As a teenager, in 1969, John Scofield had a chance to go to the Woodstock festival. It was happening just down the turnpike from his home.
“I had a ticket that I had bought, but I had a day job after school,” the legendary jazz guitarist said in an interview. The festival started on a Thursday and by the time Scofield got off work, Highway “87 was completely clogged and my father said ‘You can’t take my car up there’.
“So I had to stay home. I had no way to get there. I thought I might hitchhike … and then I just sort of didn’t do it. I’m getting there now … Woodstock has entered my fingers.”
Scofield is part of a jazz supergroup called Hudson that has just released an album of jazz versions of songs written in and around Woodstock, New York, by people such as Bob Dylan, Joni Mitchell and The Band.
The Hudson River Valley north of New York City has long been a cultural hub. Great painters, writers and musicians have lived along it. The Catskill Mountains were the summer home of funny men and women from the big city.
But that’s not why this band is called Hudson, Scofield says.
“We didn’t say we were going to make a band that was going to reflect the Hudson school of painters or the Hudson River or Henry Hudson himself. It’s because we all live around here and were trying to figure out what to call the group.”
“It somehow became a little more than that when we decided that the repertoire would be from the Woodstock area and artists that lived there and played at the festival. And we were going do our own jazz versions of these tunes.”
Scofield believes it was a natural thing to take folk and rock music and jazz it.
“It’s completely natural. We wouldn’t be doing it if it was hard to do. For me music it has to be natural. At one point in jazz maybe this wouldn’t have been a natural thing to do but for all of us we played that music. We’ve listened to it. We’ve actually played in rock bands. I was a kid in rock bands even though I am now a jazz musician.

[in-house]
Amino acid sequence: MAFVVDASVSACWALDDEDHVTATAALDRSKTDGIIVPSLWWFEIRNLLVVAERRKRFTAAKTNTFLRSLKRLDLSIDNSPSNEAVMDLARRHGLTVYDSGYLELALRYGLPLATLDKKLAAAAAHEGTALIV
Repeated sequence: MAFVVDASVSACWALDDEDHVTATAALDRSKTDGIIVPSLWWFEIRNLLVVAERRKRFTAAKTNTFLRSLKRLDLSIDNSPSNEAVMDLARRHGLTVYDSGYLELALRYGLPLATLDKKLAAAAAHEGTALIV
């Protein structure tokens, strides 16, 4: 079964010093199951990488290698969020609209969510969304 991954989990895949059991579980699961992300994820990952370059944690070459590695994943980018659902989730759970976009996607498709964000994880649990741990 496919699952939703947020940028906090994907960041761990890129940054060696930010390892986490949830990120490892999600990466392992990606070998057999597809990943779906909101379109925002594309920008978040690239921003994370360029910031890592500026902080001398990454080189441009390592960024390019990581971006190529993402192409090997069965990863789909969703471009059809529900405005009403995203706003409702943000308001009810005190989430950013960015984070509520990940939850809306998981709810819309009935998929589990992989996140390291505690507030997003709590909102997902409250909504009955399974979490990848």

“There seems to be this natural way to play it that is not the same as Bob Dylan and Joni Mitchell. It’s jazz. It’s still those tunes. But it’s also natural to improvise on it and stretch out. I don’t think music is ever ( in a silo). You can’t make it that.
“We learned to play music from learning songs. Then you have all this vocabulary that comes from other places.
Jazz comes from a tradition, he says, that loops back to “some Elizabethan bard.”
“We are history, all of us” in Hudson. The ‘us’ also includes Jack DeJohnette, Larry Grenadier and John Medeski.
“I have played with all of them a lot.” But never all four together, he added, until, “we had played a gig where we had played jazz standards and had fun doing it at the Woodstock Jazz Festival two years ago.
“Last winter we decided to get together and make an album. That was next time we played together. We talked about repertoire then and what we were going to do. After that we just played. We would have little ideas about the arrangements but the music is pretty spontaneous.
“I have played with Medeski, Martin and Wood many times. When I joined it was called Medeski, Scofield, Martin and Wood. We played tons of gigs and made albums. I’ve made albums with Jack DeJohnette and been on joint projects together.
“Larry (Grenadier) and I have played together a lot too but not so much on record. He was in a band I had for a couple of years in the 1990s.”
While Scofield says he never listens to his albums, the reviews have been pretty positive for Hudson since its release June 9.
“The music is an adventure because it is so improvisational. Even though we are playing these songs we play them different every time. The idea of all of our styles of music is to let the stuff be different every time and hopefully something will come up and spark and we can improvise together and make something new every time.”
Scofield doesn’t know Bob Dylan but he is a fan of the music and his words. he told Rolling Stone magazine in an interview about the project that he bought his first Dylan album, Bringing It All Back Home, in 1965.
“Some of Bob’s tunes are really melodic. They do translate into jazz tunes.
“I am also a fan of the words. I think he tapped into some stuff that is really improvisational. I love poetry, I love his stuff, it gives you an image and a feeling.”